Four years after his father-in-law’s mysterious death, Jean-Claude’s mistress decided to ask for the return of the 900,000 francs she invested. At the same time, some of his friends were sniffing for the truth. They were beginning to debate openly whether their good friend Jean-Claude did indeed work for WHO. With his lie coming unraveled, Jean-Claude Romand considered suicide…

On January 9, 1993, Jean-Claude Romand had found the perfect solution to his troubles. Romand withdrew 2000Fr, and purchased a handgun, silencer and gas canisters, and asked for them to be gift wrapped.

That night, feeling the only thing left to do was kill, he bashed his wife to death on their double bed with a rolling pin. He left her body until the morning, sleeping as normal.

The next morning, he woke his children, had breakfast, and watched cartoons. He put them to bed that night, and once they had fallen asleep, shot them both in the head.

After these killings, the only people who could expose him were his parents, who were both so proud of their ‘successful’ son, and his ex-mistress, who wanted back 900,000 Fr that she had given him as a favor.

The next morning, Romand traveled across the border to his parents’ house, where he joined them for a meal. Immediately after the meal he repeatedly shot them both and the family dog.

That night he picked up his ex-mistress, telling her he was treating her to a romantic meal for two. Pretending the car had broken down, he made her exit the car, and she did so he attempted to strangle her with a cord and sprayed tear gas into her face. After she fought back, he apologized and drove her back to her home before returning to his family home, which still contained the bodies of his dead wife and children.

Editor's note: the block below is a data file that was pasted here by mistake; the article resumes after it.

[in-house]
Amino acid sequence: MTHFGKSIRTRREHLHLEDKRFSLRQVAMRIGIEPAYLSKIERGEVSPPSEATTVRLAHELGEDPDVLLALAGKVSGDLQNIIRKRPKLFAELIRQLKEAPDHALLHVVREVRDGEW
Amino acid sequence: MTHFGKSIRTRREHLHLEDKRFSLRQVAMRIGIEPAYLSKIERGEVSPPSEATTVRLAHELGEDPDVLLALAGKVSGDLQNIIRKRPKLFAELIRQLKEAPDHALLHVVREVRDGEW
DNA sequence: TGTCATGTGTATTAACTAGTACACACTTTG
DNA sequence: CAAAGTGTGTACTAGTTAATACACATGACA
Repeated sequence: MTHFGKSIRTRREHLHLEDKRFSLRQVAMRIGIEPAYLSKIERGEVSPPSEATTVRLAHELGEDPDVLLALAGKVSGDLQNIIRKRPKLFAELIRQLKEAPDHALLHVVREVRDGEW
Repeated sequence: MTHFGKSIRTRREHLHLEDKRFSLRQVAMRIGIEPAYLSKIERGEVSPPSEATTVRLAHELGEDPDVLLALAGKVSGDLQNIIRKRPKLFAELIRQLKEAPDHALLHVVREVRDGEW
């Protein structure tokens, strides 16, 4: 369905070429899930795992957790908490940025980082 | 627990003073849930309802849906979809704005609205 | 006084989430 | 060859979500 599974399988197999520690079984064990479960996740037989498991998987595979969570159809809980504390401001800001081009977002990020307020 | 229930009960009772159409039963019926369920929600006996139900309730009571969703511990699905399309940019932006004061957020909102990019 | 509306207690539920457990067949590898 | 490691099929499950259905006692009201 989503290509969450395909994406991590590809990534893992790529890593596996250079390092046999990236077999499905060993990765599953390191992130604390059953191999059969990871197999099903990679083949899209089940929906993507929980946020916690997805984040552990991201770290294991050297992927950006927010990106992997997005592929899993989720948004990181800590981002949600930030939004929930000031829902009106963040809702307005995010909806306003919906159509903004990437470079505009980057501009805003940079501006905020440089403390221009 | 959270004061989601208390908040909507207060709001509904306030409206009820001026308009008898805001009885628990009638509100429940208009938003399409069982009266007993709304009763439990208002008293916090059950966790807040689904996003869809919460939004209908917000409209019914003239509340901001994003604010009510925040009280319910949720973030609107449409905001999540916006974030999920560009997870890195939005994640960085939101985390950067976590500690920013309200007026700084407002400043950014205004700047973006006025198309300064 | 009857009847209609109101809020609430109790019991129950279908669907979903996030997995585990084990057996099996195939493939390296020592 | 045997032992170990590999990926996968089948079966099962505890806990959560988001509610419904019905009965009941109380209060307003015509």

He sat and watched TV before he poured petrol around the house, set it alight and took an overdose of sleeping pills to create the appearance of an intended suicide. Whether this attempt was genuine is doubtful, since the pills he took were long expired, and he had access to more effective barbiturates; additionally, the manner the fire was set and the timing of his taking the pills made his rescue inevitable. He was rescued by local firefighters who were alerted by the road cleaners at 4 o’clock the next morning.

He survived the blaze, but refused to talk to police during subsequent questioning; it was initially believed that he was too traumatized to speak.


Romand’s trial began on June 25, 1996. On July 6, 1996 Romand was sentenced to life imprisonment; he will be eligible for parole in 2015.

He was declared to suffer from narcissistic personality disorder as well as from mythomaniac tendencies.